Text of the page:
Your House And Frozen Pipes

Frozen Garden HoseYep. I’s cold and that means your house may end up with frozen pipes. Frozen pipes can lead to burst pipes once they begin to thaw out. Burst pipes mean water everywhere and, sometimes, you won’t even know it until the water starts dripping through your ceiling.

Frozen pipes can be pretty disastrous.

Luckily (I hope) living in the house and having some heat on and running water through your plumbing pipes will help avoid this. On the other hand, if you’re in the process of selling your home and the house is vacant, you may want to go back (or have your Realtor go back) and turn on the heat. Another solution may be to keep a small but steady drip coming out of a few faucets. The running water may cause you water bill to be higher but that may be a small trade off to major water damage to your home.

This is not the time to skimp on the heating bill.

Yeah. I know electricity and/or gas can get expensive. Oil ain’t cheap and it’s hard to say if the oil truck will make it out if your tank empties out. However, water causes so much havoc, it’s worth it to warm up.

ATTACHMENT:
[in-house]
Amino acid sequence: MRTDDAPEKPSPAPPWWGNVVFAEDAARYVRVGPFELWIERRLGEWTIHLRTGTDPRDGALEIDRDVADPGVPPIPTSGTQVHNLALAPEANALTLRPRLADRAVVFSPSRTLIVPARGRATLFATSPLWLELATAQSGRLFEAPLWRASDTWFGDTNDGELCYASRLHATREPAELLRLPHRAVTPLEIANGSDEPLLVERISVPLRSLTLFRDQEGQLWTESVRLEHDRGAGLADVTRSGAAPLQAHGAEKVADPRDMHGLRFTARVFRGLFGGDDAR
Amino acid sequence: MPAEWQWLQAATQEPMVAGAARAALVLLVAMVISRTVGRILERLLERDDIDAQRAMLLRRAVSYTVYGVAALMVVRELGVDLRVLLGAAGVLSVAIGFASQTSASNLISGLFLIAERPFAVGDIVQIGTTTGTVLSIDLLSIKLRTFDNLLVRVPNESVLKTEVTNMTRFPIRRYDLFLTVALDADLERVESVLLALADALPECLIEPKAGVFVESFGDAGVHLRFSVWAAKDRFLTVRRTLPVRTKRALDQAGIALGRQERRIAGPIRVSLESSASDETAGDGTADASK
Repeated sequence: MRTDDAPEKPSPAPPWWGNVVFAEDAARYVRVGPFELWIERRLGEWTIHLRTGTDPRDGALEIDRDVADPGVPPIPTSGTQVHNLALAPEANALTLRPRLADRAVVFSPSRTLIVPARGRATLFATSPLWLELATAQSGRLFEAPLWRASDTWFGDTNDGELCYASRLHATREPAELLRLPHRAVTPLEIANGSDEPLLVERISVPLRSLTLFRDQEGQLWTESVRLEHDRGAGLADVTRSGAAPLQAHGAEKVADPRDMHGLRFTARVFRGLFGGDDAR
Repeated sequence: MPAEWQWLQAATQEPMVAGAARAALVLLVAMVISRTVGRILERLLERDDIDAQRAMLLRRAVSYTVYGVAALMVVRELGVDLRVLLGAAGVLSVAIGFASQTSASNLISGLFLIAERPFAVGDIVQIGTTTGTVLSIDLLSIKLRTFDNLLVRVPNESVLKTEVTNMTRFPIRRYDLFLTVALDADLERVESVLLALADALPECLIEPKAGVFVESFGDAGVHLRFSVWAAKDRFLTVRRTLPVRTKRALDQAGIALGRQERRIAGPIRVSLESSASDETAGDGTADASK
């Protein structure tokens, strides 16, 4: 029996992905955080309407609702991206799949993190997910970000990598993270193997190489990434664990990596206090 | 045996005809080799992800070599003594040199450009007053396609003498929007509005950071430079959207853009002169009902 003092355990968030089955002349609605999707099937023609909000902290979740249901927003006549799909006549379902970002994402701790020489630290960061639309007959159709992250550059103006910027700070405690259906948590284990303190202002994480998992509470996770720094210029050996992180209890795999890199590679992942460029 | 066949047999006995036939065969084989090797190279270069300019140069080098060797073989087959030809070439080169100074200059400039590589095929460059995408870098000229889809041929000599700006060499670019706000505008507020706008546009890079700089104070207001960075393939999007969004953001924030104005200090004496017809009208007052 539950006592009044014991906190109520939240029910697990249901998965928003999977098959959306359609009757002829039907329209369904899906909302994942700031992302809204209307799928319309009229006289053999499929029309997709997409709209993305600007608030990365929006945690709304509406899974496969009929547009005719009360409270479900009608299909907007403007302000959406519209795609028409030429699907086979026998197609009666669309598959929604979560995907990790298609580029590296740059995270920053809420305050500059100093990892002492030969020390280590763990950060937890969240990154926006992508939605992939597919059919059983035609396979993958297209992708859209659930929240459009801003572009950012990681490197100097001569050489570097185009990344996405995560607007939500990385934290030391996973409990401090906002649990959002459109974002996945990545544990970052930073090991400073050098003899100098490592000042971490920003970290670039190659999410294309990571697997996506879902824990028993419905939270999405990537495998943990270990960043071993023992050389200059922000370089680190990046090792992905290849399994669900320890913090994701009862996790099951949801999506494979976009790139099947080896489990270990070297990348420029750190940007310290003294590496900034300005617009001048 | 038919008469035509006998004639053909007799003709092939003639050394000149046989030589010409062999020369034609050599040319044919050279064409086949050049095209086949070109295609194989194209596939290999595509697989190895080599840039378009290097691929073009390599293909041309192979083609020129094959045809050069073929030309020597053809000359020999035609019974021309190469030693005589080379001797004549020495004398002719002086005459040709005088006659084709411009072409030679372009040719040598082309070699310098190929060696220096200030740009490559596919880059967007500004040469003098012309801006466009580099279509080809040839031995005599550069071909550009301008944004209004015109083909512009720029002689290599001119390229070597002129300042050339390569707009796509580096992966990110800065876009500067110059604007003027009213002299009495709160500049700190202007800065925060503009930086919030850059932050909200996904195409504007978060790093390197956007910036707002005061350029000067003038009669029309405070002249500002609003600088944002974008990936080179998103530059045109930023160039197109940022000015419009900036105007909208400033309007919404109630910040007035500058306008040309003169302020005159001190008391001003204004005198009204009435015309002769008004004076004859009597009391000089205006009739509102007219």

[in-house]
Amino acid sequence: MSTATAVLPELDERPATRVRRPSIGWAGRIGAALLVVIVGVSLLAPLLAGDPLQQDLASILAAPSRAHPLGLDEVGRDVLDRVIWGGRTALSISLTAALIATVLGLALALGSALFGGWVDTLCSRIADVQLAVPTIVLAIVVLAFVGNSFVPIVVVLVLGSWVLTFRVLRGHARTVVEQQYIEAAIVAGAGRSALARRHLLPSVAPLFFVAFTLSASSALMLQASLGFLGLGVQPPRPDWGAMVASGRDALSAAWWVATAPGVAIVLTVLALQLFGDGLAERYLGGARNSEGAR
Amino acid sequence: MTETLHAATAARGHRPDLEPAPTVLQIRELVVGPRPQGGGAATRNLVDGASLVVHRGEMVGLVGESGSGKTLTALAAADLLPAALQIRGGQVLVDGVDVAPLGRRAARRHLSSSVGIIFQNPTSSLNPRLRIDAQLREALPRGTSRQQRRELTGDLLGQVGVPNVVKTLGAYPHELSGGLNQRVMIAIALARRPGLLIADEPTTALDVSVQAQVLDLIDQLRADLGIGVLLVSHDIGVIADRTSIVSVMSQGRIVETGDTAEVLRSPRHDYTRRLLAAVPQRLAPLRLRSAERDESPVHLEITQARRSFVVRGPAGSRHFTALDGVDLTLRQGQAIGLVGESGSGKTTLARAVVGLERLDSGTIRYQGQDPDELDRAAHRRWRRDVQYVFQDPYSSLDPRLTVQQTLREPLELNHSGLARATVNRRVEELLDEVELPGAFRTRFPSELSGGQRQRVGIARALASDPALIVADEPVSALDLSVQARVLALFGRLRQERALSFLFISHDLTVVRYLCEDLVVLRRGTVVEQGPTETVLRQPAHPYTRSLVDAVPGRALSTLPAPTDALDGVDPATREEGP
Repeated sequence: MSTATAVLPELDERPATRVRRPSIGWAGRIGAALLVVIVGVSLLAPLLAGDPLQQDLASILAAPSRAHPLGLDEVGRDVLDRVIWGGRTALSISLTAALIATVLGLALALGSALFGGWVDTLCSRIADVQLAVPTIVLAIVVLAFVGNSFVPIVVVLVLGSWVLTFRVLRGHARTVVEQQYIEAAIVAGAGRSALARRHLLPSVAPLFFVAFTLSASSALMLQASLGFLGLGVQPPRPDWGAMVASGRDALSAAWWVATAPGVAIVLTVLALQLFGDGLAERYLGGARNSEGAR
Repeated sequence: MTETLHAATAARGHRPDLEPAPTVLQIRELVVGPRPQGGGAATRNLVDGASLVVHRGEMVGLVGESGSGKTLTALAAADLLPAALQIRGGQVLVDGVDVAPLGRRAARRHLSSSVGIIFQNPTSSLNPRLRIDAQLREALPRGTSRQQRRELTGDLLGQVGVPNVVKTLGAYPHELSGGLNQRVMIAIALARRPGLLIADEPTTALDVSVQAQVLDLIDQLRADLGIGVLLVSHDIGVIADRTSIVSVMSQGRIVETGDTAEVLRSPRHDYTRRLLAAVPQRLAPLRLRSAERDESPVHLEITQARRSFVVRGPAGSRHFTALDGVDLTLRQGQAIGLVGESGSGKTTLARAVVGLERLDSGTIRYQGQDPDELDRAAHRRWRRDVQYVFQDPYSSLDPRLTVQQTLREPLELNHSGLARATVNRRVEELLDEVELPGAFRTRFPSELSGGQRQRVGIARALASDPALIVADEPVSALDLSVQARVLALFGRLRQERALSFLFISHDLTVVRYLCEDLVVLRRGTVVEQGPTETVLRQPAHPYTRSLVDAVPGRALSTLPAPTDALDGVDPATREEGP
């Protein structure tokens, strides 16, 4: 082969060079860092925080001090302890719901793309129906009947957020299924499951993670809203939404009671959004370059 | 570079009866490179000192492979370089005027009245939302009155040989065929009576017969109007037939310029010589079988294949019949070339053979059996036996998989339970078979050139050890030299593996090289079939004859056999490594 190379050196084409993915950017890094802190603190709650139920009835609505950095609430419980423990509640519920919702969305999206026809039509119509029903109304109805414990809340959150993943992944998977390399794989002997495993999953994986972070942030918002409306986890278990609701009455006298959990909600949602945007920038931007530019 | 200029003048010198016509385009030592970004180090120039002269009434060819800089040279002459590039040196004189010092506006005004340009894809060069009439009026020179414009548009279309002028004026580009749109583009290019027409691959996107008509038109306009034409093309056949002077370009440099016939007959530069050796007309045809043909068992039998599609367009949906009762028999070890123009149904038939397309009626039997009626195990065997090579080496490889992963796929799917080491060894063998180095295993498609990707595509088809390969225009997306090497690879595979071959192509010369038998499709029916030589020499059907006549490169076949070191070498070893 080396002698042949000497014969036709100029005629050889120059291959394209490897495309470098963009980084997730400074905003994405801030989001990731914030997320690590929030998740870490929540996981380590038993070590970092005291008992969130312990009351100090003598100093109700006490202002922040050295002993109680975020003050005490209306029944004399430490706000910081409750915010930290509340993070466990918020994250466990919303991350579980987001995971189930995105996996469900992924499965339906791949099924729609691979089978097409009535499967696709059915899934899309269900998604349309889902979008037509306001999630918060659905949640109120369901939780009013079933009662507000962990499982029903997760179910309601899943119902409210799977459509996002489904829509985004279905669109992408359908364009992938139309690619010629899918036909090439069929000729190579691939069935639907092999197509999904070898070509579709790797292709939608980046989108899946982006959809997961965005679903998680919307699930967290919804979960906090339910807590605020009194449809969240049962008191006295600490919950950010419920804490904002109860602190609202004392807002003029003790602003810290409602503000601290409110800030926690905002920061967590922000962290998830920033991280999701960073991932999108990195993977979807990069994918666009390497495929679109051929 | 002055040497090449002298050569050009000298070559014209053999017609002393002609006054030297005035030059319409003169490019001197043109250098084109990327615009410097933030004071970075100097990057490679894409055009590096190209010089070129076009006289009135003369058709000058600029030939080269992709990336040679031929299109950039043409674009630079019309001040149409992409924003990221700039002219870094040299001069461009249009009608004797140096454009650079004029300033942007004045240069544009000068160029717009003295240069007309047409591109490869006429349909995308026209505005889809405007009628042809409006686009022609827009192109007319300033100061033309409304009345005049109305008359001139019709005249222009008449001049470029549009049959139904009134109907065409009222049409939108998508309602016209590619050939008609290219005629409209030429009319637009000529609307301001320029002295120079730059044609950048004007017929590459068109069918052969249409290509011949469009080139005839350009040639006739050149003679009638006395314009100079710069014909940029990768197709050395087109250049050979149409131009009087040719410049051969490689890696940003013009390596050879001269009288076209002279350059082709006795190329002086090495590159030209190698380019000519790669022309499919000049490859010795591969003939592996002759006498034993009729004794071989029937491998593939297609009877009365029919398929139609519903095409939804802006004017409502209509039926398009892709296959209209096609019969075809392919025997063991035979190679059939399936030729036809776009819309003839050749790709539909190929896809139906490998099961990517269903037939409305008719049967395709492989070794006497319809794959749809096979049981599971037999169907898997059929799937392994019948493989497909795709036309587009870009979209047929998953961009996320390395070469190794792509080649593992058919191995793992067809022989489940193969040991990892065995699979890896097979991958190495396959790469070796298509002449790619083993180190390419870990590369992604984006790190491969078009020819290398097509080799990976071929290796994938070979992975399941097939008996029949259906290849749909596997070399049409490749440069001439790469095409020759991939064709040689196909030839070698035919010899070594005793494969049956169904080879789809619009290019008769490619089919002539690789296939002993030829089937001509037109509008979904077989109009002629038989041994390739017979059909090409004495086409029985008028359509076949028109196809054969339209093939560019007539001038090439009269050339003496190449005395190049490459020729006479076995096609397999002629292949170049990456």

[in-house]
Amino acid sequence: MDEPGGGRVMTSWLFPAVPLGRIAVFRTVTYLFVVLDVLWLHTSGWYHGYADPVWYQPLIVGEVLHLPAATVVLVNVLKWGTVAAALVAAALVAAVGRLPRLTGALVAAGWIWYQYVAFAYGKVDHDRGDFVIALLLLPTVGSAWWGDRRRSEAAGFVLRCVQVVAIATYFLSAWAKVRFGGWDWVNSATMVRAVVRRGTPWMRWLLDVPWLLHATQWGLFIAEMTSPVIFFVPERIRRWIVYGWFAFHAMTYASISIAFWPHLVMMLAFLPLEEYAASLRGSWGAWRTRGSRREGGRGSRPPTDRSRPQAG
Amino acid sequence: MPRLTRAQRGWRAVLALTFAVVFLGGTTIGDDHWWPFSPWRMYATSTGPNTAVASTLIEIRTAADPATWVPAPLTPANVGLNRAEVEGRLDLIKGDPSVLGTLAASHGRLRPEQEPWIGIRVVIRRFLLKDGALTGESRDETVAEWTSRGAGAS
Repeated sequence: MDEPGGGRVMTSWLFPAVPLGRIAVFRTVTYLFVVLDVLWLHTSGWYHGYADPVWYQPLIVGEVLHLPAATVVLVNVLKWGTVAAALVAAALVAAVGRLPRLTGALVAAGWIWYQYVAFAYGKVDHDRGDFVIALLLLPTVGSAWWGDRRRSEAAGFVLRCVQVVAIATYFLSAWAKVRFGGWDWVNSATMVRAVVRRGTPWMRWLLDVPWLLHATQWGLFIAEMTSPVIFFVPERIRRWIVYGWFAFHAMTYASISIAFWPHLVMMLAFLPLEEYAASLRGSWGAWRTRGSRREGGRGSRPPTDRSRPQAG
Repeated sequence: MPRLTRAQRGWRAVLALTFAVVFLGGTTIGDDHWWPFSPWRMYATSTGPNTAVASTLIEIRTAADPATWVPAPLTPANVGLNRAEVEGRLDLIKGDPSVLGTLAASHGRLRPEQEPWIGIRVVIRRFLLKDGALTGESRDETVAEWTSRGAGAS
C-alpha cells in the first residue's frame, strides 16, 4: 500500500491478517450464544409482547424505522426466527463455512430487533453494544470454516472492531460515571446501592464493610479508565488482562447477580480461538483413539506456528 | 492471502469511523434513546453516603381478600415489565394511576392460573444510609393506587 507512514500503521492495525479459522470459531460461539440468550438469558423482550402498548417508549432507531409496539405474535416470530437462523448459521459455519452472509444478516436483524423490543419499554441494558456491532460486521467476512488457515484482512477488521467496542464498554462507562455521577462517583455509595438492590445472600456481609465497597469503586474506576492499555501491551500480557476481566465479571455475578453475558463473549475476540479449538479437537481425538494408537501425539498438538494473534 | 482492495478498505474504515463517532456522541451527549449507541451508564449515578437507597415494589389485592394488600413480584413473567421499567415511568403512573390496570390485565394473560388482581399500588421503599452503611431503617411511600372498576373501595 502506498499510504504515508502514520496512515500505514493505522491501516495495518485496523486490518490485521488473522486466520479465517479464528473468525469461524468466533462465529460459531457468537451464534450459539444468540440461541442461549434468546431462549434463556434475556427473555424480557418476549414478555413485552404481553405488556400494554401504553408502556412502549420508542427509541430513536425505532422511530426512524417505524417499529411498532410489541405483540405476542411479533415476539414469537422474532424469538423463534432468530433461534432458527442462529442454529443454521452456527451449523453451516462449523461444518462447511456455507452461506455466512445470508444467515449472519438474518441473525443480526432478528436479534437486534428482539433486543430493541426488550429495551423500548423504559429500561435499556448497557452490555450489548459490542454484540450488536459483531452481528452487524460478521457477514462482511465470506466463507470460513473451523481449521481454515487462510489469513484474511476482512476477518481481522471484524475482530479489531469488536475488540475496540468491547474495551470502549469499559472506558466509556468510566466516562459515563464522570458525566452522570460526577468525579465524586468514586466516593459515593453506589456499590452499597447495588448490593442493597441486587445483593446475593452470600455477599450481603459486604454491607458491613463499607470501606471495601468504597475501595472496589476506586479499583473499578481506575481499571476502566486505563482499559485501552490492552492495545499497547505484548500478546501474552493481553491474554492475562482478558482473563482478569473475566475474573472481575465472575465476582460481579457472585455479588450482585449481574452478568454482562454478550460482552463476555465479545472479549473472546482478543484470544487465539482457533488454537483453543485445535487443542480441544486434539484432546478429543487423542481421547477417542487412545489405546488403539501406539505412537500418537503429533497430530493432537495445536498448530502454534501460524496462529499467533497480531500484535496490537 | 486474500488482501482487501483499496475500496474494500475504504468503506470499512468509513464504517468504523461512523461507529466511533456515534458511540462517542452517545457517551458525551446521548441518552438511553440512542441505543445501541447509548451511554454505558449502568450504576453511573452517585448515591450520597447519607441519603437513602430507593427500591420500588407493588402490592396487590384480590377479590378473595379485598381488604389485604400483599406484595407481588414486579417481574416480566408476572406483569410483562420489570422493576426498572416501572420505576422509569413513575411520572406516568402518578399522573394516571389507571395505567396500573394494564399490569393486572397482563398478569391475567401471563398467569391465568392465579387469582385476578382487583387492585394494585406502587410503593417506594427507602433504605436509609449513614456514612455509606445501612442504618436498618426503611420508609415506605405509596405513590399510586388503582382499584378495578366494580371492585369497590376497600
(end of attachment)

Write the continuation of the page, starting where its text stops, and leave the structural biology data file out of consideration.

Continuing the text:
Many times the freezing will begin outside at your hose bibs. ┬áIf you haven’t already “winterized” your hose bibs by expelling the existing water and turning off the water access from inside your house, it’s too late to worry about it now.

I know.

I just remembered I didn’t winterize my own hose bibs and went out last night to do it.

Couldn’t be done.

After much wrenching and spraying with WD-40 to release the garden hose from the bib, I found that the bib knob was frozen in place and that there was a solid covering of ice at the mouth of the faucet.

Diagnosis: too late. Pray. Keep the interior of the house warm.

I usually do this “winterizing” earlier in the year but since it was so warm in December, I just plain forgot.

Bottom line: if we do thaw out and your pipes haven’t burst, go out there and make sure your the water lines to your hose bibs are empty and wait for Spring. If you’re in the process of selling your house, check on it periodically (or have your Realtor check on it) to make sure you don’t have a gusher resulting from frozen pipes thawing out and bursting.


About Ken Montville

Ken Montville is a Realtor® and Associate Broker with RE/MAX United Real Estate in the beautiful Maryland Suburbs of Washington, DC. He has been selling nice homes since 1999. Way back in the 20th Century.

When Ken Is not doing the real estate thing he can be found all over social media in places too numerous to mention and he listens to jazz, reads a little (mostly non-fiction), hangs out with the Rotary Club of College Park, MD and can be found blogging at